Is bitcoin the next wave of technology or is it a 'quail' investment? Many Kenyans must be wondering and there is a lot of discussion about the digital currency, whose price has gone up from less than $1,000 at the beginning of the year to pass $11,000 last week.
Bitcoin is the most celebrated variant of blockchain, and the world community is still divided about it and others like Ethereum, and LiteCoin. Will they represent the next generation of borderless financial capability and value transfer for an individual, one that brings independence from five centuries of banks and credit systems? Will bitcoin cause upheaval to the financial sector as Uber has done to the taxi business in different cities across the globe and as Tesla plans to do to the automotive business?
Or is it a flash in the pan? One which people are only buying into because they expect bitcoin will double and triple in value and then they will sell it for a profit?
There is a long history of such financial speculation, from Dutch tulips, British railways, the Asian Flu, silver in South America, housing in the US, and the dot-com bubble, and the current screaming headlines about bitcoin, and constant tracking and announcements of each new high bitcoin price has echoes of past bubbles.
Nobel laureates such as Joseph Stiglitz and Robert Shiller have suggested that bitcoin’s rise is unsustainable and a collapse is inevitable.
Whether in the US or Kenya, bubbles have patterns in which late investors rush in and buy off what early investors have hoarded to sell to new arrivals. Kenya itself has seen its share of speculative bubbles. There were the high-return-paying pyramid schemes in which thousands of Kenyans threw millions of shillings to double or triple their money in a month.
There were quail and fish farming ventures. There were IPO shares, plots of land by the SGR, and right now the country is making millionaires through sports betting and lottery draws. But the ability of blockchain and distributed ledgers to do good things like clean up land records in Kenya and end the practice of land parcels having two or more titles and being simultaneously sold to numerous innocent buyers is something to look forward to.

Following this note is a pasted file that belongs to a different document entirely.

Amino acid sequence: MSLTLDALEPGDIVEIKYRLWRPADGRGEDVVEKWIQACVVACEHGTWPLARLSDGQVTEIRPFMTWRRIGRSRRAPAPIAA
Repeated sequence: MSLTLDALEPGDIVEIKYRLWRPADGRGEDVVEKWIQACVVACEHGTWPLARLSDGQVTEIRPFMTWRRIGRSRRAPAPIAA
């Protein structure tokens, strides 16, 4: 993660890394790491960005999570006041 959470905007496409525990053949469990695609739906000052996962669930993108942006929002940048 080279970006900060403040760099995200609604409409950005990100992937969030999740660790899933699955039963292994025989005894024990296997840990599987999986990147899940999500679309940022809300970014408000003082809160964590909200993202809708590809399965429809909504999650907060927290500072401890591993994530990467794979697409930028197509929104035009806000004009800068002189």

POTENTIAL SAFE SPOT
Financial regulators have taken different approaches to bitcoin. Some central banks have welcomed it, others opposed it and a few months ago, China’s shut down bitcoin exchanges in the country. In June this year, the Capital Markets Authority drafted rules under which financial companies can test products like bitcoin and blockchain in Kenya. And last week, the Chicago Mercantile Exchange announced they will form a bitcoin exchange.
But a Wall Street Journal story noted that almost no one is using bitcoin as a currency for exchange, and the recent price increases make it even less likely. For some users, it has come to be seen as a potential safe spot for citizens living in volatile currency markets such as Zimbabwe and Venezuela.
Back in December 2015, when the Central Bank of Kenya published a caution about bitcoin in Kenya, one company called Bitpesa replied and stated that bitcoin was a perfectly okay system that 4,000 Kenyans were happily using. Bitcoin champions here claim that Kenyans transact as much as Sh50 million a week.
BARAZA ON MINING DIGITAL CURRENCIES
Last month there was a case in the Kenyan courts in which people were accused of stealing Sh10.2 million from I&M Bank and Safaricom. There were news reports that they were bitcoin traders who tried to explain what they were doing and how bitcoin trading worked, and shared their message chat histories to document the transfers of money, and this will set a precedent for other bitcoin investors.
Finally, whatever your views and for anyone curious about bitcoin, you can attend a unique event — a Cryptocurrency Baraza — in Nairobi on December 10 where you will learn about how to mine cryptocurrencies, how to avoid scams, and also hear from some women who have found success with bitcoin. The entry fee is Sh2,000 payable through M-Pesa or bitcoin, with discounts for students.